Right-wing politics has brought matters into perspective, proving positivist sociologists such as Emile Durkheim and Auguste Comte that sociology is not value-free (Kingsmith and Von-Bargen, 2018, p. 215-234). The positivists based their argument on society's law and societal systems while likening with value freedom with objectivity. According to the right-wing value freedom in sociology is mere propaganda. David Marsland's use of Marxism ideology was pronounced exaggerative because it snubbed the benefits of capitalism. Habitually, sociologists disregard objective description and truthfulness because they are influenced by modern sociology's partial nature (Tetrault, 2019). Consistent with Marsland argument that sociological account focuses more on division, inequity, exploitation, and job dissatisfaction instead of the main aspects of capitalism. In this regard, one would doubt whether sociology aims to disregard the individual values and social values entirely.

Basing on the concept of bifurcation of consciousness, scientific knowledge in the modern world is not value-free. Feminism and the masculine perspective create a divided society with a dominant group and a subordinate group. Feminism is a sociological subfield associated with separation and alienation (Smith, 1990). If scientific knowledge, sociology included is value-free, men would not be used to define psychological illness, success amongst others. When women's experiences in society are disregarded, the sociological perspective becomes questionable: Women experience shape sociology in equal proportions with men (Smith, 1990). There is no ideological justification that male-stream sociology is value-free; thus, sociology loses its relevance by subordination practices, partiality, and creating the impression that women are a second class group in society. If scientific knowledge sociology, especially where social sciences are involved, is objective and value-free, radical views alleging biasness would not exist: An ideal scientific knowledge should be for women.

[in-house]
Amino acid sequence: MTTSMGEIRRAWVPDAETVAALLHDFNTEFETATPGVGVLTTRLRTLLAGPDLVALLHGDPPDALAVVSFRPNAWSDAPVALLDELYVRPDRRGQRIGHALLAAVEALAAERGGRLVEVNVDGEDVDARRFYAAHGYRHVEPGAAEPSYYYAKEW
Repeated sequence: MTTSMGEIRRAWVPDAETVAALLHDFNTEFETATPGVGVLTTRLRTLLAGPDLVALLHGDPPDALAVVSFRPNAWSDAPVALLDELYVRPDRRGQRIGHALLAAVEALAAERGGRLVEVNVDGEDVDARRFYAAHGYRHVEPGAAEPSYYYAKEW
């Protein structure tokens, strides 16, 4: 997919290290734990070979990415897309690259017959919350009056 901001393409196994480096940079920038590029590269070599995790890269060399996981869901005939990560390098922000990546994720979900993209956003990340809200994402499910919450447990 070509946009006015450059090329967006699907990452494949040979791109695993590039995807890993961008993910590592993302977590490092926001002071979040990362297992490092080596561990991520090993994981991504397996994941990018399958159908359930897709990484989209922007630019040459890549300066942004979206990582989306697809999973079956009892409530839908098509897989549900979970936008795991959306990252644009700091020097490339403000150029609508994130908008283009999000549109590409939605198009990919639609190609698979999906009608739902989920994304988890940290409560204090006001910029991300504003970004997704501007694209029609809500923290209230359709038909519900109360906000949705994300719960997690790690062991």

In summation, scientific knowledge cannot achieve ultimate objectivity and value freedom. Since one acts in response to social, economic, and political issues, scientific knowledge is objective and value-free is unsociological: The different issues shape the world in more unique ways. Subsequently, it is imperative to study what scientists leave out in their examinations. The question, ‘whose side is scientific knowledge on?’ has disregarded ideological hegemony. Tentatively, facts and values have not extinct from social science; scientists and sociologists have let their values influence their practice. Despite the scientific betrayal, it is impossible to eradicate gaps, value judgment, conflicts, and partiality.


Kingsmith, A.T., and Von-Bargen, J., 2018. ‘Life finds a way’: Mapping a Post-Positivist Marxian Science. Global Discourse, 8(2), pp.215-234.

Kostic, D., 2019. The Ultimate Articulation of the Account of Explanatory Understanding: Khalifa, Kareem: Understanding, Explanation, and Scientific Knowledge. Cambridge University Press, 262, pp.75.

Smith, D.E. (1990). The Conceptual Practices of Power: A Feminist Sociology of Knowledge. University of Toronto Press.

Tetrault, J.E.C., 2019. What’s Hate got to do with it? Right-Wing Movements and Hate Stereotypes. Current Sociology, p.0011392119842257.